Chapter III: Hedonism.

§ 45.

It is this ultimate decision with regard to Hedonism at which we must now try to arrive. So far I have been only occupied with refuting Mill’s naturalistic arguments for Hedonism; but the doctrine that pleasure alone is desirable may still be true, although Mill’s fallacies cannot prove it so. This is the question which we have now to face. This proposition, pleasure alone is good or desirable, belongs undoubtedly to that class of propositions, to which Mill at first rightly pretended it belonged, the class of first principles, which are notamenable to direct proof. But in this case, as he also rightly says, considerations may be presented capable of determining the intellect either to give or withhold its assent to the doctrine (p. 7). It is such considerations that Professor Sidgwick presents, and such also that I shall try to present for the opposite view. This proposition that pleasure alone is good as an end, the fundamental proposition of Ethical Hedonism, will then appear, in Professor Sidgwick’s language, as an object of intuition. I shall try to shew you why my intuition denies it, just as his intuition affirms it. It may always be true notwithstanding; neither intuition can prove whether it is true or not; I am bound to be satisfied, if I can present considerations capable of determining the intellect to reject it. (§ 45 ¶ 1)

Now it may be said that this is a very unsatisfactory state of things. It is indeed; but it is important to make a distinction between two different reasons, which may be given for calling it unsatisfactory. Is it unsatisfactory because our principle cannot be proved? or is it unsatisfactory merely because we do not agree with one another about it? I am inclined to think that the latter is the chief reason. For the mere fact that in certain cases proof is impossible does not usually give us the least uneasiness. For instance, nobody can prove that there is a chair beside me; yet I do not suppose that any one is much dissatisfied for that reason. We all agree that it is a chair, and that is enough to content us, although it is quite possible we may be wrong. A madman, of course, might come in and say that it is not a chair but an elephant. We could not prove that he was wrong, and the fact that he did not agree with us might then begin to make us uneasy. Much more, then, shall we be uneasy, if some one, whom we do not think to be mad, disagrees with us. We shall try to argue with him, and we shall probably be content if we lead him to agree with us, although we shall not have proved our point. We can only persuade him by shewing him that our view is consistent with something else which he holds to be true, whereas his original view is contradictory to it. But it will be impossible to prove that that something else, which we both agree to be true, is really so; we shall be satisfied to have settled the matter in dispute by means of it, merely because we are agreed on it. In short, our dissatisfaction in these cases is almost always of the type felt by the poor lunatic in the story. I said the world was mad, says he, and the world said that I was mad; and, confound it, they outvoted me. It is, I say, almost always such a disagreement, and not the impossibility of proof, which makes us call the state of things unsatisfactory. For, indeed, who can prove that proof itself is a warrant of truth? We are all agreed that the laws of logic are true and therefore we accept a result which is proved by their means; but such a proof is satisfactory to us only because we are all so fully agreed that it is a warrant of truth. And yet we cannot, by the nature of the case, prove that we are right in being so agreed. (§ 45 ¶ 2)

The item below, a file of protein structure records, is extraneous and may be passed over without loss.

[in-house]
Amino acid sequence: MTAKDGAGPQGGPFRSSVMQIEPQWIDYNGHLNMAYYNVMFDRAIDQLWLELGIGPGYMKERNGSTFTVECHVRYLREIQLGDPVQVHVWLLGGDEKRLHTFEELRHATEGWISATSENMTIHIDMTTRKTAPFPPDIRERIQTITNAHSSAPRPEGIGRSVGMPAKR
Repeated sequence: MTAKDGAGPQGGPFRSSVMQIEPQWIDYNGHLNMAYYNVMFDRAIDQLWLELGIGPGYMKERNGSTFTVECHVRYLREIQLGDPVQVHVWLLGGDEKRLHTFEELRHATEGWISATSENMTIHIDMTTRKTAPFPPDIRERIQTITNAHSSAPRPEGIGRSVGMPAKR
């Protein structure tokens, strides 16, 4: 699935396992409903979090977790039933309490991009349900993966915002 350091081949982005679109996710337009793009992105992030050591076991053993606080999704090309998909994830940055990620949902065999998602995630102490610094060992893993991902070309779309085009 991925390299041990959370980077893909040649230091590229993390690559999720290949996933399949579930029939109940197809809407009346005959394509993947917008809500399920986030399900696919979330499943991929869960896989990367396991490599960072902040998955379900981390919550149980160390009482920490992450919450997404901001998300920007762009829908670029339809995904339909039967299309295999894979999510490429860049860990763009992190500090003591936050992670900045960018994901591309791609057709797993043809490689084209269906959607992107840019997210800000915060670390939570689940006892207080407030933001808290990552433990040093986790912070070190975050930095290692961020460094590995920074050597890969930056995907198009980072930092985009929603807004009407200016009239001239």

Accordingly, I do not think we need be much distressed by our admission that we cannot prove whether pleasure alone is good or not. We may be able to arrive at an agreement notwithstanding; and if so, I think it will be satisfactory. And yet I am not very sanguine about our prospects of such satisfaction. Ethics, and philosophy in general, have always been in a peculiarly unsatisfactory state. There has been no agreement about them, as there is about the existence of chairs and lights and benches. I should therefore be a fool if I hoped to settle one great point of controversy, now and once for all. It is extremely improbable I shall convince. It would be highly presumptuous even to hope that in the end, say two or three centuries hence, it will be agreed that pleasure is not the sole good. Philosophical questions are so difficult, the problems they raise are so complex, that no one can fairly expect, now, any more than in the past, to win more than a very limited assent. And yet I confess that the considerations which I am about to present appear to me to be absolutely convincing. I do think that they ought to convince, if only I can put them well. In any case, I can but try. I shall try now to put an end to that unsatisfactory state of things, of which I have been speaking. I shall try to produce an agreement that the fundamental principle of Hedonism is very like an absurdity, by shewing what it must mean, if it is clearly thought out, and how that clear meaning is in conflict with other beliefs, which will, I hope, not be so easily given up. (§ 45 ¶ 3)